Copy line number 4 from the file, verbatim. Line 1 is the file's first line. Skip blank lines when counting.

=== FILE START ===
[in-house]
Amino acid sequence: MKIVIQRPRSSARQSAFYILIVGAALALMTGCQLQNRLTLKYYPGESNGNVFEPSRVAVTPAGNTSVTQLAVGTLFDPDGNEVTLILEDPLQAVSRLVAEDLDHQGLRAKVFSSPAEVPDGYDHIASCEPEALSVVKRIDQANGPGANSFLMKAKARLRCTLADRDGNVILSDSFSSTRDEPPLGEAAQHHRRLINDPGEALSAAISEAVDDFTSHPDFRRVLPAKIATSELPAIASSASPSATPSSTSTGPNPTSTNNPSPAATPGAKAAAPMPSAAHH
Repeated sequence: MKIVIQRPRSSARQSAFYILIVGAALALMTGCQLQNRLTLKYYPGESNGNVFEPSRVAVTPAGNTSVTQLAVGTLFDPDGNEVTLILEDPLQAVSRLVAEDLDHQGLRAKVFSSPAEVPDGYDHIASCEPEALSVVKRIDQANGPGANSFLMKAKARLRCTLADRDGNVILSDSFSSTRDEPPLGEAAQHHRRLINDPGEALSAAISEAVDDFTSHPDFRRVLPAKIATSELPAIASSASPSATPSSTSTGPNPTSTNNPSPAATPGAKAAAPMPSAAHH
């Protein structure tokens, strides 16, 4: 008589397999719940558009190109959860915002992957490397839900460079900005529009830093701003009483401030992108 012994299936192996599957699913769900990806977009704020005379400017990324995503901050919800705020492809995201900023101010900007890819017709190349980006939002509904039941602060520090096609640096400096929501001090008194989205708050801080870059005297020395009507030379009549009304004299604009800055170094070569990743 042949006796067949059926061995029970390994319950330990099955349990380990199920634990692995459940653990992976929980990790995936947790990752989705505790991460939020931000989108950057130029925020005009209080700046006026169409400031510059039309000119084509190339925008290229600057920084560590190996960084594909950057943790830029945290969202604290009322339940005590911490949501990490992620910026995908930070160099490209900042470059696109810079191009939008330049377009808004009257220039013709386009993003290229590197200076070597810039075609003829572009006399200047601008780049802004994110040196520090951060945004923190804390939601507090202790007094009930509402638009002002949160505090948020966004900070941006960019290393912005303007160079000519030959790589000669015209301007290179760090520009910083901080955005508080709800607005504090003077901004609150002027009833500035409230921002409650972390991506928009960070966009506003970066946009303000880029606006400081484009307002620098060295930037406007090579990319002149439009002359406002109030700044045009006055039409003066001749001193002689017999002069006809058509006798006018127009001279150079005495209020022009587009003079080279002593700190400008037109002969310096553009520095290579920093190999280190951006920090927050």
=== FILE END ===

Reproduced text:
């Protein structure tokens, strides 16, 4: 008589397999719940558009190109959860915002992957490397839900460079900005529009830093701003009483401030992108 012994299936192996599957699913769900990806977009704020005379400017990324995503901050919800705020492809995201900023101010900007890819017709190349980006939002509904039941602060520090096609640096400096929501001090008194989205708050801080870059005297020395009507030379009549009304004299604009800055170094070569990743 042949006796067949059926061995029970390994319950330990099955349990380990199920634990692995459940653990992976929980990790995936947790990752989705505790991460939020931000989108950057130029925020005009209080700046006026169409400031510059039309000119084509190339925008290229600057920084560590190996960084594909950057943790830029945290969202604290009322339940005590911490949501990490992620910026995908930070160099490209900042470059696109810079191009939008330049377009808004009257220039013709386009993003290229590197200076070597810039075609003829572009006399200047601008780049802004994110040196520090951060945004923190804390939601507090202790007094009930509402638009002002949160505090948020966004900070941006960019290393912005303007160079000519030959790589000669015209301007290179760090520009910083901080955005508080709800607005504090003077901004609150002027009833500035409230921002409650972390991506928009960070966009506003970066946009303000880029606006400081484009307002620098060295930037406007090579990319002149439009002359406002109030700044045009006055039409003066001749001193002689017999002069006809058509006798006018127009001279150079005495209020022009587009003079080279002593700190400008037109002969310096553009520095290579920093190999280190951006920090927050």